Andrius Minicius is the managing director to Qualita, a manufacturer of quality Lithuanian furniture that distributes in the UK from London. Andrius has undergone a difficult journey since entering the market, but thanks to a strong philosophy and a competitive edge Qualita is flourishing...
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How did you get into the trade?
I got into the trade by pure chance. I was doing my Bachelors in Economics at the Stockholm School of Economics in Riga, and desperately needed a year off to do something completely different. My brother had a sawmill at the time, and he had also worked in the UK a few years before. He said I could go to London and try to find clients to buy the pallet timber that he was manufacturing in his sawmill, or potentially even get some clients to buy construction timber.
The idea sounded different enough from doing another year at the university, and I decided to risk it. However, I could not sell timber or pallet planks or anything for construction, as the market was too competitive, with too many big players.
Time was going by and we still wanted to do something, so we decided to open a small shop and try to retail various interior details such as cladding, skirting boards, beading and flooring, and some standard furniture that we would buy from Lithuanian factories. A small shop was established in Battersea.
What was the most important turning point in your career?
We managed to acquire a large furniture factory in Lithuania that suffered cash-flow problems. We managed to revive the company with the cash that we had accrued selling bespoke furniture, and established a strong manufacturing/wholesaling arm alongside our bespoke service.
How do you think the industry will evolve?
It all depends on consumer expectations, which are partially formed depending on the fiscal and monetary policy the Government undertakes, but more importantly by what the media says and the overall mood in conveys.
Rising income tax, higher VAT and increasing interest rates are negative indicators for consumer spending, but the more media talks about it, the more people hear it, read it or think about it, the more reluctant they become to spend. Overall, believe the following year will be a struggle and consumers will hold off from spending a lot of money on relatively expensive items such as furniture.
How can retailers increase sales and profitability?
In the growing era of online retailing, bricks and mortar retailers must make a clear point of difference for every client that walks in through the door. Every purchase from a high street shop must be an experience for the end-consumer. Customers have to appreciate how much added value they get for not buying online.
What can retailers do to improve their marketing strategy?
It is very difficult to say what one can do to improve, but having the experience that we have in dealing with multiples and independents, I think it is easier for me to say what an independent should definitely not do - and that is to consider sales as the way forward.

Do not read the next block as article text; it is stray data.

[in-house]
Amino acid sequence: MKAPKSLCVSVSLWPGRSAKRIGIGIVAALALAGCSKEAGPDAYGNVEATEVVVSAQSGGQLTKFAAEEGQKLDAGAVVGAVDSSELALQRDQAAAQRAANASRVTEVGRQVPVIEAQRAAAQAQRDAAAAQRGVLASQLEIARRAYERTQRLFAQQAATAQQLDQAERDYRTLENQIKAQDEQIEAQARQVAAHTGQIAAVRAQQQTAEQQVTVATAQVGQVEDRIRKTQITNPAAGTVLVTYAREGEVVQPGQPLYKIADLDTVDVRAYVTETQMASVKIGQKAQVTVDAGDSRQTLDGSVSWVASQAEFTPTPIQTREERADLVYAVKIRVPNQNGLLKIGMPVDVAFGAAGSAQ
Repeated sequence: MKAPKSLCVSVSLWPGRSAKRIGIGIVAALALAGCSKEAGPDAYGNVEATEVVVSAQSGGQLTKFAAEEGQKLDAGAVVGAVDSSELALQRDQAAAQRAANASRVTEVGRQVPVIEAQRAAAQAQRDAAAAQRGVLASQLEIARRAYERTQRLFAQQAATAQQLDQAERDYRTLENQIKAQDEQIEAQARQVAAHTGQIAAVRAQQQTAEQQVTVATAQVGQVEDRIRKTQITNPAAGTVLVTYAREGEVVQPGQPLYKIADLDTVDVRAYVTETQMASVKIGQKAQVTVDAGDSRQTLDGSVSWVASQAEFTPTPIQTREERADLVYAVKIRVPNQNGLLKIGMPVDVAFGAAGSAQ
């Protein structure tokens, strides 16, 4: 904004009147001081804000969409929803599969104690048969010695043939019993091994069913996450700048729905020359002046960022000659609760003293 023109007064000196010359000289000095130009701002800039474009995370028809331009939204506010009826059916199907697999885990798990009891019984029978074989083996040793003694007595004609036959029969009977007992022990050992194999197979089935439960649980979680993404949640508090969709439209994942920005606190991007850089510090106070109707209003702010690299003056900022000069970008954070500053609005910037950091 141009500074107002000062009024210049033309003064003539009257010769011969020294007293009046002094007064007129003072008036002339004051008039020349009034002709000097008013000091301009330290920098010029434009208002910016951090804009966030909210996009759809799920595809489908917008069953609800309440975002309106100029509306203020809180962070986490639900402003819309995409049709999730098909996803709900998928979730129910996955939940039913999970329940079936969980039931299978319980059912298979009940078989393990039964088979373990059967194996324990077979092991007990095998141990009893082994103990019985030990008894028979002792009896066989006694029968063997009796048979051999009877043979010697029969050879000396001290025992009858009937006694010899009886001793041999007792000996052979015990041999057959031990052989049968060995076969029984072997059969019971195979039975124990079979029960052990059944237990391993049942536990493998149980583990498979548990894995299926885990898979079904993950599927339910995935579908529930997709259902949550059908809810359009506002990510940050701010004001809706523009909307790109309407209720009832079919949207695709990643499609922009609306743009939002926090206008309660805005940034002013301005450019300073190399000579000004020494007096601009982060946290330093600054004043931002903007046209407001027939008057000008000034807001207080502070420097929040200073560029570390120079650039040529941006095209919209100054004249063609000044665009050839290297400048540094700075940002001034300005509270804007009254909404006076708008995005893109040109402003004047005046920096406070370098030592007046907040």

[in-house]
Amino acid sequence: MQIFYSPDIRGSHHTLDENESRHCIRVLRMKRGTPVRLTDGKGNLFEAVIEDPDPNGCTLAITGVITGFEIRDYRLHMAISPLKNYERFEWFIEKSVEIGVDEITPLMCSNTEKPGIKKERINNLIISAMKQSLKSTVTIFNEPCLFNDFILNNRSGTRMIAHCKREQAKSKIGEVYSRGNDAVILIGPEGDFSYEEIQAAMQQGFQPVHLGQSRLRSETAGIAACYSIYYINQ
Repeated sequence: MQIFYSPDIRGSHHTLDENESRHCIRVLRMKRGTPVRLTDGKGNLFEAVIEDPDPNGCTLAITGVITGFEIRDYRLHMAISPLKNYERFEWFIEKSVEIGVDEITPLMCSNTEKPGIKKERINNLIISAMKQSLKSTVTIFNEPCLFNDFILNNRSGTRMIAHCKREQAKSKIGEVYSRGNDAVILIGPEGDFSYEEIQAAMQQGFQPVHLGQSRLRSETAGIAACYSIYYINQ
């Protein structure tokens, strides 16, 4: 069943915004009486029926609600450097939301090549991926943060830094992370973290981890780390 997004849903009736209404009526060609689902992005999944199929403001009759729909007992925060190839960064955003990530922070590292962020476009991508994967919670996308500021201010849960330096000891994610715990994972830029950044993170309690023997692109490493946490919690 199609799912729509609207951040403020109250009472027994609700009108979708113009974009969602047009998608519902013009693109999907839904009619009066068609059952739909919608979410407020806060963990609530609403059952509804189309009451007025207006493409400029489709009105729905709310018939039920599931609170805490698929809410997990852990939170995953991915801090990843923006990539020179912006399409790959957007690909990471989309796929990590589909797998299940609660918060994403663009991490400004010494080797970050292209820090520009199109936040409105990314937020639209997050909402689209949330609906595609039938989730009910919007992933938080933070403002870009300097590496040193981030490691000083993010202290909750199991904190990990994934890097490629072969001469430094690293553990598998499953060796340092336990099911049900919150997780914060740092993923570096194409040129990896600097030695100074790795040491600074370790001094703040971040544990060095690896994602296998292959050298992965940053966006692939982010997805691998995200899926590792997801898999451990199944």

Only big multiples with substantial margins can afford to have 30-50% off all year round and still make enough money. Sales do bring people in, and the first few months may seem really great, but the reality is that the longer you stay on sale, the less likely people are to buy from you if you come out of it.
Sales are necessary, but in moderation. Two times a year is quite enough to sell to those who cannot afford the full price or are in no hurry to buy.
What are you doing to become more competitive at the moment?
We started targeting multiples and independents directly only about two years ago, and since then we have tried to be innovative and see what the companies really need to satisfy most of the consumers' needs. Our competitive edge comes from offering a completely bespoke service for our smaller independents as well as multiples.
Do you have any tips on upcoming furniture trends?
Oiled and lacquered oak have been going on for a while. It does not seem that the customers are getting bored with the same look and finish yet - however, painted base and oiled/lacquered tops for bedroom and dining pieces seem to be coming into fashion.
Oiled shelving units with coloured doors and drawers seem to be quite a hit this year. Currently, customers prefer the chunky but clean look, and practically are of utmost importance - extensions have to store under the tables, drawer runners have to be smooth to open and close, and storage/shelving pieces have to be modular enough for clients to put their own storage walls together and not waste any space.
What brings a smile to your face working in this industry?
I always find it fascinating how small and interconnected the furniture industry is. People move from company to company, from one position in the furniture industry to another. There is a limited number of retailers and they buy from a yet more limited number of wholesalers and manufacturers.
So many people in the industry know each other by name, and a lot of business is done through word of mouth and mutual trust. Coming from Lithuania, I thought the UK furniture industry was immense - but having spent eight years in the market and only two years wholesaling directly, I realize that although the industry turns billions, the people in the circle are just one large family.
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